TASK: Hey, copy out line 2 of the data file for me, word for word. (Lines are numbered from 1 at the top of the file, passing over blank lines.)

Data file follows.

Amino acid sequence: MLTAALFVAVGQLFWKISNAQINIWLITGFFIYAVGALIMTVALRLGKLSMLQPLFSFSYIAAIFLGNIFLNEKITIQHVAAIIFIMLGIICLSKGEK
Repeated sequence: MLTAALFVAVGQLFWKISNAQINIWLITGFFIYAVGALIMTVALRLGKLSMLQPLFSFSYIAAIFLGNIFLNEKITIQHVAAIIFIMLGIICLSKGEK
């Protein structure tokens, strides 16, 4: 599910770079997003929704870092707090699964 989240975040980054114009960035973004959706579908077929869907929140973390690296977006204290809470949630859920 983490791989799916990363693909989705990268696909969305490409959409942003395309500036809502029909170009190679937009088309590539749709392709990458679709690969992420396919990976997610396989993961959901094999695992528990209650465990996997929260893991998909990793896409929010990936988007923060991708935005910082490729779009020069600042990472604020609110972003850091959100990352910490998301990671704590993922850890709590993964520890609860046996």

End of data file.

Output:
Repeated sequence: MLTAALFVAVGQLFWKISNAQINIWLITGFFIYAVGALIMTVALRLGKLSMLQPLFSFSYIAAIFLGNIFLNEKITIQHVAAIIFIMLGIICLSKGEK